A Novel Picture of the Disparities in the World PDF Print E-mail
Wednesday, 30 July 2008

For GDP per capita 80 countries were lagging behind Sweden for more than 70 years, of them 36 countries more than 160 years

The time distance approach can contribute a broader way of thinking and changed semantics into the present state-of-the-art of comparative analysis for the methodology to measure and assess the overall “position” and “progress” among and within countries.

In the empirical part S-time-distances were estimated for 160 countries for GDP per capita in 2003 and for about 190 countries for female life expectancy and for infant mortality in 2005 against the long-term series for Sweden as a benchmark.  

A novel added dimension of the disparity in the world is shown: one half of the countries (80 countries) were lagging Sweden by more than 70 years, of them 36 countries even for more than 160 years. For infant mortality the median value was 57 years and for female life expectancy 53 years.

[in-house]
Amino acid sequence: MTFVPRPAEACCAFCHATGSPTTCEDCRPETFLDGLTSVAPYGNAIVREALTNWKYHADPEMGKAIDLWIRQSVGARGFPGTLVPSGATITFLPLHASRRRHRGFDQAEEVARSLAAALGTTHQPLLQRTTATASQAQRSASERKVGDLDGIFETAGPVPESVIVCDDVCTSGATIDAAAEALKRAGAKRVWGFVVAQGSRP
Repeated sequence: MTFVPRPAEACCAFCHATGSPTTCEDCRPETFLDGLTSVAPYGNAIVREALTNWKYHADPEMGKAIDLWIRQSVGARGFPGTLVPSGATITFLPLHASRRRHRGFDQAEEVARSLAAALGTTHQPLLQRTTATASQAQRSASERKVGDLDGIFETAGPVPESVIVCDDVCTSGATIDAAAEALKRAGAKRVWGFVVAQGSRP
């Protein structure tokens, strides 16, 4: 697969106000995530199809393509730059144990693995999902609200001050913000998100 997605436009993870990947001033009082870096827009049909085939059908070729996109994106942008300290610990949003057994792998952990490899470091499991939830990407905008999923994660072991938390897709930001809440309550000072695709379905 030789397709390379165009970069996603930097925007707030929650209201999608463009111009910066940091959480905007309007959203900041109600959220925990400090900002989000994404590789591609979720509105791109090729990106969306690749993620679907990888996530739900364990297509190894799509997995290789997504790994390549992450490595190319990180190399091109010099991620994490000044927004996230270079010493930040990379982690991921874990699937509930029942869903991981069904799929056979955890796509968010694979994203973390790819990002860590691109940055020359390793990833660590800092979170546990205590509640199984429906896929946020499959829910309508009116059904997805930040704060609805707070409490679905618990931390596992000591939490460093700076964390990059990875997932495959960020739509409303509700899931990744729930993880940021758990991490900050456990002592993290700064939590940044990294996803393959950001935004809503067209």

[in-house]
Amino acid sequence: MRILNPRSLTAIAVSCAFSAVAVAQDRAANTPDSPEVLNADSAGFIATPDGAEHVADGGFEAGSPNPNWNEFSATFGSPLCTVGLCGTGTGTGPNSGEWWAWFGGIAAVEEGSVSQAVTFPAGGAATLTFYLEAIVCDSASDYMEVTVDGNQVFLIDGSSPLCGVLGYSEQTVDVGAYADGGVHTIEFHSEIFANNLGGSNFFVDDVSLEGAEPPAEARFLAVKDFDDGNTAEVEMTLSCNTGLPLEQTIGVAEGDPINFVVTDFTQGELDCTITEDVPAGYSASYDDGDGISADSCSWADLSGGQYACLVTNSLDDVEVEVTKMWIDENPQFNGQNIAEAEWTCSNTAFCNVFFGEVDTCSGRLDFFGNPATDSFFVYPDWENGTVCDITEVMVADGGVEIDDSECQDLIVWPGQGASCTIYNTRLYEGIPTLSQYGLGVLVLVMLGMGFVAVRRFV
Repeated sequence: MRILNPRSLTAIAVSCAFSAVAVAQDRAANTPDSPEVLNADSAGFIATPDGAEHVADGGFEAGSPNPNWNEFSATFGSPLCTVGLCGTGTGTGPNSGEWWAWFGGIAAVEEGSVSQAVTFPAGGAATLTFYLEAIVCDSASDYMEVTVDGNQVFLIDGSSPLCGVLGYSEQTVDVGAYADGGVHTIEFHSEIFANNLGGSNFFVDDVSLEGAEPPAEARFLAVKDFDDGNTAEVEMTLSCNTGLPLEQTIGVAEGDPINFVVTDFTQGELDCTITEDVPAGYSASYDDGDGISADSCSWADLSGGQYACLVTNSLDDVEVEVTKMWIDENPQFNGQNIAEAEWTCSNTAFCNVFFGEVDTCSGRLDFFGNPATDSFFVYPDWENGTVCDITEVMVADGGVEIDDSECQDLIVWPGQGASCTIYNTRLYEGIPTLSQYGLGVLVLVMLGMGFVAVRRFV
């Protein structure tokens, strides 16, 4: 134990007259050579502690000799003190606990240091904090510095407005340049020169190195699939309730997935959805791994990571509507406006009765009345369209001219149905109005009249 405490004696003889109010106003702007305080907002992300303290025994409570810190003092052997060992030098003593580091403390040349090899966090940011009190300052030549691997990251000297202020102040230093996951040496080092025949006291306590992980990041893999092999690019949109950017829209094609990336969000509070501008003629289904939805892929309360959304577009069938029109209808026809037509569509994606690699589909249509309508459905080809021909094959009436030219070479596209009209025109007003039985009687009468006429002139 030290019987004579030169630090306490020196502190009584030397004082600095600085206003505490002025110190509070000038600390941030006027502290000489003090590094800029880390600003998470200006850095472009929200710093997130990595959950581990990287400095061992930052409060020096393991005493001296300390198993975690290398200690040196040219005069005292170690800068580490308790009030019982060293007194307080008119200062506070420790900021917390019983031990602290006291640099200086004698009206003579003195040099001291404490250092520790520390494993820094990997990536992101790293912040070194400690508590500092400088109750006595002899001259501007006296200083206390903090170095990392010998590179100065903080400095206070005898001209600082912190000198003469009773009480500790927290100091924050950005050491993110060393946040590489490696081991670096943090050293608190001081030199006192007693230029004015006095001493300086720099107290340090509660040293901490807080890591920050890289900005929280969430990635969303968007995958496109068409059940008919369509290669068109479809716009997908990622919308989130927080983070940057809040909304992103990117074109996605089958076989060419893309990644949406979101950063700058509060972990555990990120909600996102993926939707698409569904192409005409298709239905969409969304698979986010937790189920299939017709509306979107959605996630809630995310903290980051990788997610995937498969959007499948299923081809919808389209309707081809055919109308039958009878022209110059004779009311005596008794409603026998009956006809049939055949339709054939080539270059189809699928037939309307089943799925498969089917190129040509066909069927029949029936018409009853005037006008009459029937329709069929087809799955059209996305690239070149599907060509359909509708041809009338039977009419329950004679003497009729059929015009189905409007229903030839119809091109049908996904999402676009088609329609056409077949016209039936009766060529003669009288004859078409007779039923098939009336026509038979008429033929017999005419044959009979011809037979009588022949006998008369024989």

The respective Gini coefficient for GDP per capita of 0.515 is the static counterpart of the S-time-distance measure. Both measures are complementing each other but the story-telling capability to policy makers and public concerned with the world situation is much greater for the S-time-distance results.

Comparisons between EU27, USA and China illustrate the theoretical points that the degree of disparity may be very different in static terms and in time distance. This conclusion was very strong in the analysis of the Human Development Index (HDI) which raises a set of questions rather than presenting answers: how to treat and interpret inter-temporal changes of composite indicators?

This article prepared for presentation at the 30th General Conference of the International Associations for Research in Income and Wealth is available also on .  
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